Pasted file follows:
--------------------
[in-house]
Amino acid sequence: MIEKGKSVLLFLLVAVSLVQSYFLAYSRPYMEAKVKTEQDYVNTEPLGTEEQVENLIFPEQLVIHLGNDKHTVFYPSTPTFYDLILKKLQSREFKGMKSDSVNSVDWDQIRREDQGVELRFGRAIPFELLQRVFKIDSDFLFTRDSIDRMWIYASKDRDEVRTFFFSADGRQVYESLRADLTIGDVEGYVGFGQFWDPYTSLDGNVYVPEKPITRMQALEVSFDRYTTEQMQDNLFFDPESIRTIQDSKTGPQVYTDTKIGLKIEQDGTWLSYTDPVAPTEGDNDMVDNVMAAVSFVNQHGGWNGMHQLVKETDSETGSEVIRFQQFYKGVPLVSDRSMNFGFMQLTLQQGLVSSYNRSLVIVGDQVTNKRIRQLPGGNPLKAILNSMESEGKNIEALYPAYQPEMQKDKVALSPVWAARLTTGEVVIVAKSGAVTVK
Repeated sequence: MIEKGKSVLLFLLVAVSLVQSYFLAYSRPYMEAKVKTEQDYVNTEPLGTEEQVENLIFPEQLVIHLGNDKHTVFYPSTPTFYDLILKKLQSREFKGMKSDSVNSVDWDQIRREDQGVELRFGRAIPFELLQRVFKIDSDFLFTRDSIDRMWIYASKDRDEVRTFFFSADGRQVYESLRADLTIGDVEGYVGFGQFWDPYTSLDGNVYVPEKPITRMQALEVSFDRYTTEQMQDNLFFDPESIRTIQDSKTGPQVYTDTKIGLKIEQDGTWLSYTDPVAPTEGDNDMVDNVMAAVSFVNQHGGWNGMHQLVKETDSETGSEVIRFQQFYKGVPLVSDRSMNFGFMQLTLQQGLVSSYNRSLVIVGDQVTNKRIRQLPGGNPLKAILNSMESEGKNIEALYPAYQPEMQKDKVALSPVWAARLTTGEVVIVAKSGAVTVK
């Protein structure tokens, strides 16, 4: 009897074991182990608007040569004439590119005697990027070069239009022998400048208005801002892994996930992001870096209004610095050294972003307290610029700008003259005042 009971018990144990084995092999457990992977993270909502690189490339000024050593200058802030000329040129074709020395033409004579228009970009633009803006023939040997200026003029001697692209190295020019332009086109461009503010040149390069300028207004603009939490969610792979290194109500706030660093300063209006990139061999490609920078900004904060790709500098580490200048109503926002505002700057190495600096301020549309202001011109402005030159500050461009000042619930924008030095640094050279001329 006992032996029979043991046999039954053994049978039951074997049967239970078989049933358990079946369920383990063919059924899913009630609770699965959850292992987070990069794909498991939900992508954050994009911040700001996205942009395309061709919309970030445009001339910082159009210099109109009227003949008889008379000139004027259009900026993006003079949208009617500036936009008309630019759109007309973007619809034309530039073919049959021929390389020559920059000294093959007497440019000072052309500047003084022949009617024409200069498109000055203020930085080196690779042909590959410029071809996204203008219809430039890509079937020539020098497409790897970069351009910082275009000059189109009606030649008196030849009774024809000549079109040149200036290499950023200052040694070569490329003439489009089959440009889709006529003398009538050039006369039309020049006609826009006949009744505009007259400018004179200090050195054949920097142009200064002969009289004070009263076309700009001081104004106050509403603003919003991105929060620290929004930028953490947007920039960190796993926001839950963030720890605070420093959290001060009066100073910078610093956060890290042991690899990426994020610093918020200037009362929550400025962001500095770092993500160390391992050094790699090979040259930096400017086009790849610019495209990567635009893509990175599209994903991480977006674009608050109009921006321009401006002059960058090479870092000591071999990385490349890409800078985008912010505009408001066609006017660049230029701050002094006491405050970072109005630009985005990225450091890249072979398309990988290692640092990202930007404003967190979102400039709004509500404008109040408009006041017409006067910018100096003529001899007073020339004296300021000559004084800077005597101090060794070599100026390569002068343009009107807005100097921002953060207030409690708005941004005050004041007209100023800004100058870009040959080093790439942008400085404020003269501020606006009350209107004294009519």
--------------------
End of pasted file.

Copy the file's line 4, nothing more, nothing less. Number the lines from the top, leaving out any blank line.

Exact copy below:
């Protein structure tokens, strides 16, 4: 009897074991182990608007040569004439590119005697990027070069239009022998400048208005801002892994996930992001870096209004610095050294972003307290610029700008003259005042 009971018990144990084995092999457990992977993270909502690189490339000024050593200058802030000329040129074709020395033409004579228009970009633009803006023939040997200026003029001697692209190295020019332009086109461009503010040149390069300028207004603009939490969610792979290194109500706030660093300063209006990139061999490609920078900004904060790709500098580490200048109503926002505002700057190495600096301020549309202001011109402005030159500050461009000042619930924008030095640094050279001329 006992032996029979043991046999039954053994049978039951074997049967239970078989049933358990079946369920383990063919059924899913009630609770699965959850292992987070990069794909498991939900992508954050994009911040700001996205942009395309061709919309970030445009001339910082159009210099109109009227003949008889008379000139004027259009900026993006003079949208009617500036936009008309630019759109007309973007619809034309530039073919049959021929390389020559920059000294093959007497440019000072052309500047003084022949009617024409200069498109000055203020930085080196690779042909590959410029071809996204203008219809430039890509079937020539020098497409790897970069351009910082275009000059189109009606030649008196030849009774024809000549079109040149200036290499950023200052040694070569490329003439489009089959440009889709006529003398009538050039006369039309020049006609826009006949009744505009007259400018004179200090050195054949920097142009200064002969009289004070009263076309700009001081104004106050509403603003919003991105929060620290929004930028953490947007920039960190796993926001839950963030720890605070420093959290001060009066100073910078610093956060890290042991690899990426994020610093918020200037009362929550400025962001500095770092993500160390391992050094790699090979040259930096400017086009790849610019495209990567635009893509990175599209994903991480977006674009608050109009921006321009401006002059960058090479870092000591071999990385490349890409800078985008912010505009408001066609006017660049230029701050002094006491405050970072109005630009985005990225450091890249072979398309990988290692640092990202930007404003967190979102400039709004509500404008109040408009006041017409006067910018100096003529001899007073020339004296300021000559004084800077005597101090060794070599100026390569002068343009009107807005100097921002953060207030409690708005941004005050004041007209100023800004100058870009040959080093790439942008400085404020003269501020606006009350209107004294009519």